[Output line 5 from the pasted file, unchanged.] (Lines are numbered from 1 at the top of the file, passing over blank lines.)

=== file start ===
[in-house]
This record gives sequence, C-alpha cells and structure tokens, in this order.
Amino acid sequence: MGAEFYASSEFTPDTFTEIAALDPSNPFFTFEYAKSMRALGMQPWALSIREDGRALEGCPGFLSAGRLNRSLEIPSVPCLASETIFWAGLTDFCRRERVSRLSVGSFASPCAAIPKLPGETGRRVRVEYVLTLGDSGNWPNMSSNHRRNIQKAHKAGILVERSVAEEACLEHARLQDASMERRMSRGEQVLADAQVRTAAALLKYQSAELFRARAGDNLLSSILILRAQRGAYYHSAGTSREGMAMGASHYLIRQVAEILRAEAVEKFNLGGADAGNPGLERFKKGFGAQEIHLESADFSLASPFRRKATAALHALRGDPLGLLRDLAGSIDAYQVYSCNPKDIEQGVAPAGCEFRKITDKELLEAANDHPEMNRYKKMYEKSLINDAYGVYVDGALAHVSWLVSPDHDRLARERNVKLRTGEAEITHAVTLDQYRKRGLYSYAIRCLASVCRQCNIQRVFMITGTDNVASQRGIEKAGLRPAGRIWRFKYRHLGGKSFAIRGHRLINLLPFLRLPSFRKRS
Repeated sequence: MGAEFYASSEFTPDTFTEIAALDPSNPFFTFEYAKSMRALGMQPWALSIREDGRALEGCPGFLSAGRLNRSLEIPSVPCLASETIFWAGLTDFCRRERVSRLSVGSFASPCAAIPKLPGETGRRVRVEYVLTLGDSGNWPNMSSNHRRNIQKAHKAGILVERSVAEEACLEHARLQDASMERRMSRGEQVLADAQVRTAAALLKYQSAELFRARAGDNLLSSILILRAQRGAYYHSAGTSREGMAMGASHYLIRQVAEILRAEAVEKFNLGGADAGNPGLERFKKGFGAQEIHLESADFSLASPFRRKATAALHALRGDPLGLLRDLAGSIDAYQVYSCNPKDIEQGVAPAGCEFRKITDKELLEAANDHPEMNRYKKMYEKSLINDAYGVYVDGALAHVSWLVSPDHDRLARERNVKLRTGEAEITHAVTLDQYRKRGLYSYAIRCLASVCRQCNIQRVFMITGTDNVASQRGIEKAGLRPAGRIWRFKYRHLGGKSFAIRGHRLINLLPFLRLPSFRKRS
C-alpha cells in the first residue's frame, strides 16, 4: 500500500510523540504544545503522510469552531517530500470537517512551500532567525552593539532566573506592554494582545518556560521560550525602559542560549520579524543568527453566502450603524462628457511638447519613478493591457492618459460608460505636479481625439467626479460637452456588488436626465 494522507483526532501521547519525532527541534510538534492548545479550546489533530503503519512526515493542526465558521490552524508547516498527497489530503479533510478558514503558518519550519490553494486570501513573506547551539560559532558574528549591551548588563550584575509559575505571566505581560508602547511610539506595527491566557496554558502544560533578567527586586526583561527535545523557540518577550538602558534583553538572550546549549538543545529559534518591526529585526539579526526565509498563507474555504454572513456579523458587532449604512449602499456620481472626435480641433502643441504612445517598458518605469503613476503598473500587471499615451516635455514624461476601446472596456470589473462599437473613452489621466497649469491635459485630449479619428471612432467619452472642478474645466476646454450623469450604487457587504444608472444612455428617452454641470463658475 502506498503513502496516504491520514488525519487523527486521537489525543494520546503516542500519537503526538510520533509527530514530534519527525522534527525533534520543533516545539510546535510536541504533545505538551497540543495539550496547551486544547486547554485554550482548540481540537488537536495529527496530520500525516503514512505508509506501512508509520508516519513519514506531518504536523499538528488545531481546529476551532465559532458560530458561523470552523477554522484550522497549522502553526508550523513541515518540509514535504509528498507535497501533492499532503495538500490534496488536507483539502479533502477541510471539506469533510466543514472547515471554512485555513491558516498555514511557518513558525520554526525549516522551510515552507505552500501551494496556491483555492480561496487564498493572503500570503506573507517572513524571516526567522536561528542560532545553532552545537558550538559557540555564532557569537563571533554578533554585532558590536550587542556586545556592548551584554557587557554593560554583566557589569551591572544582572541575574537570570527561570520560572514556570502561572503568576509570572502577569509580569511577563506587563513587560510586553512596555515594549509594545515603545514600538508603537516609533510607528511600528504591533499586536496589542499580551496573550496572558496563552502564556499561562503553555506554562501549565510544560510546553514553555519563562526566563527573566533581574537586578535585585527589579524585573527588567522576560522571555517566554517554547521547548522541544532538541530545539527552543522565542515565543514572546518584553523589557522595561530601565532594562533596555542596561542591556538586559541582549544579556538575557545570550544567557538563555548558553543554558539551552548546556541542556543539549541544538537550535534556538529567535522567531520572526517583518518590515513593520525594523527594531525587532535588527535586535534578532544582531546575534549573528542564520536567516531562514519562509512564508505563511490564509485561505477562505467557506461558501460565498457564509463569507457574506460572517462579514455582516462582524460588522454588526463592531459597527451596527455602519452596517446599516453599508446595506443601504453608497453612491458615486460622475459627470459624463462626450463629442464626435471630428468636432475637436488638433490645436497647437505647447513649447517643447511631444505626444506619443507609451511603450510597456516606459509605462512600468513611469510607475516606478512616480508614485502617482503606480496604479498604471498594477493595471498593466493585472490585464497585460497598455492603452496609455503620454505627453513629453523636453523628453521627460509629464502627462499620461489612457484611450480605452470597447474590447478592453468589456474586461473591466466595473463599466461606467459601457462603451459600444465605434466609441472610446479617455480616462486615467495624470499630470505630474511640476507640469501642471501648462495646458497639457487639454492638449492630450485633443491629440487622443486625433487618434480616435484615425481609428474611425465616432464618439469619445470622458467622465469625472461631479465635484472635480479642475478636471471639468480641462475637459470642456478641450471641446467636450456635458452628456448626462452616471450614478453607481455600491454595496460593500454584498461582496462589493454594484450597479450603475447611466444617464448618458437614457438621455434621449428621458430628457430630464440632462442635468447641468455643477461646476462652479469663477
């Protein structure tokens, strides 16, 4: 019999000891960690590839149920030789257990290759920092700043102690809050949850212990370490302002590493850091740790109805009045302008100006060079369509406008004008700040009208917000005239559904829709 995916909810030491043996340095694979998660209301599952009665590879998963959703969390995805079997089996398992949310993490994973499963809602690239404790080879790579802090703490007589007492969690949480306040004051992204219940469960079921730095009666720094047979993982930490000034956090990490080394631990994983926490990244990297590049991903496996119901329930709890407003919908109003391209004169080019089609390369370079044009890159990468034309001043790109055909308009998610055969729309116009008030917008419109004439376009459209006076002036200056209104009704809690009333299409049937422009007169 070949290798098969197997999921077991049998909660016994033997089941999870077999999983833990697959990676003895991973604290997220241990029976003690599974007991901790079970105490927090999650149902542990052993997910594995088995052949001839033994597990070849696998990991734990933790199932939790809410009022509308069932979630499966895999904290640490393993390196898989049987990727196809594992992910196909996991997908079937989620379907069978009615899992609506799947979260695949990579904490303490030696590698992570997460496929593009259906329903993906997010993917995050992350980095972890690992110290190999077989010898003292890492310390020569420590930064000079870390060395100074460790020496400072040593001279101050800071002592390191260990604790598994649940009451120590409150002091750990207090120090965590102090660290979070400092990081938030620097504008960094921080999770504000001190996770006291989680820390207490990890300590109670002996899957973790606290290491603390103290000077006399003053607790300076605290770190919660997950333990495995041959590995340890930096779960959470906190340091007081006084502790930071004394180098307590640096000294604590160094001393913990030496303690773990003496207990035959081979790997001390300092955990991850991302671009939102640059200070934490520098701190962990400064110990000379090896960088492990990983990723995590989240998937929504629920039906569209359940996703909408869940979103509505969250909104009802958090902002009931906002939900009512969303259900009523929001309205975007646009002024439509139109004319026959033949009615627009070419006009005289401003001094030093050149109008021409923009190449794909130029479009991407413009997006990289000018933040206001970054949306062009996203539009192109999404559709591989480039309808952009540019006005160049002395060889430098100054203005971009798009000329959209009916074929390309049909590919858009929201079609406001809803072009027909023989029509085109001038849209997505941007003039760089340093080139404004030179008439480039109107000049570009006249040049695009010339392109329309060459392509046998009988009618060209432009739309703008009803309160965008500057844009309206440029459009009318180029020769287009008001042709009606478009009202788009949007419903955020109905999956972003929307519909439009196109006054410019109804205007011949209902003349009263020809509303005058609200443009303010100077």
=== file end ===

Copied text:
C-alpha cells in the first residue's frame, strides 16, 4: 500500500510523540504544545503522510469552531517530500470537517512551500532567525552593539532566573506592554494582545518556560521560550525602559542560549520579524543568527453566502450603524462628457511638447519613478493591457492618459460608460505636479481625439467626479460637452456588488436626465 494522507483526532501521547519525532527541534510538534492548545479550546489533530503503519512526515493542526465558521490552524508547516498527497489530503479533510478558514503558518519550519490553494486570501513573506547551539560559532558574528549591551548588563550584575509559575505571566505581560508602547511610539506595527491566557496554558502544560533578567527586586526583561527535545523557540518577550538602558534583553538572550546549549538543545529559534518591526529585526539579526526565509498563507474555504454572513456579523458587532449604512449602499456620481472626435480641433502643441504612445517598458518605469503613476503598473500587471499615451516635455514624461476601446472596456470589473462599437473613452489621466497649469491635459485630449479619428471612432467619452472642478474645466476646454450623469450604487457587504444608472444612455428617452454641470463658475 502506498503513502496516504491520514488525519487523527486521537489525543494520546503516542500519537503526538510520533509527530514530534519527525522534527525533534520543533516545539510546535510536541504533545505538551497540543495539550496547551486544547486547554485554550482548540481540537488537536495529527496530520500525516503514512505508509506501512508509520508516519513519514506531518504536523499538528488545531481546529476551532465559532458560530458561523470552523477554522484550522497549522502553526508550523513541515518540509514535504509528498507535497501533492499532503495538500490534496488536507483539502479533502477541510471539506469533510466543514472547515471554512485555513491558516498555514511557518513558525520554526525549516522551510515552507505552500501551494496556491483555492480561496487564498493572503500570503506573507517572513524571516526567522536561528542560532545553532552545537558550538559557540555564532557569537563571533554578533554585532558590536550587542556586545556592548551584554557587557554593560554583566557589569551591572544582572541575574537570570527561570520560572514556570502561572503568576509570572502577569509580569511577563506587563513587560510586553512596555515594549509594545515603545514600538508603537516609533510607528511600528504591533499586536496589542499580551496573550496572558496563552502564556499561562503553555506554562501549565510544560510546553514553555519563562526566563527573566533581574537586578535585585527589579524585573527588567522576560522571555517566554517554547521547548522541544532538541530545539527552543522565542515565543514572546518584553523589557522595561530601565532594562533596555542596561542591556538586559541582549544579556538575557545570550544567557538563555548558553543554558539551552548546556541542556543539549541544538537550535534556538529567535522567531520572526517583518518590515513593520525594523527594531525587532535588527535586535534578532544582531546575534549573528542564520536567516531562514519562509512564508505563511490564509485561505477562505467557506461558501460565498457564509463569507457574506460572517462579514455582516462582524460588522454588526463592531459597527451596527455602519452596517446599516453599508446595506443601504453608497453612491458615486460622475459627470459624463462626450463629442464626435471630428468636432475637436488638433490645436497647437505647447513649447517643447511631444505626444506619443507609451511603450510597456516606459509605462512600468513611469510607475516606478512616480508614485502617482503606480496604479498604471498594477493595471498593466493585472490585464497585460497598455492603452496609455503620454505627453513629453523636453523628453521627460509629464502627462499620461489612457484611450480605452470597447474590447478592453468589456474586461473591466466595473463599466461606467459601457462603451459600444465605434466609441472610446479617455480616462486615467495624470499630470505630474511640476507640469501642471501648462495646458497639457487639454492638449492630450485633443491629440487622443486625433487618434480616435484615425481609428474611425465616432464618439469619445470622458467622465469625472461631479465635484472635480479642475478636471471639468480641462475637459470642456478641450471641446467636450456635458452628456448626462452616471450614478453607481455600491454595496460593500454584498461582496462589493454594484450597479450603475447611466444617464448618458437614457438621455434621449428621458430628457430630464440632462442635468447641468455643477461646476462652479469663477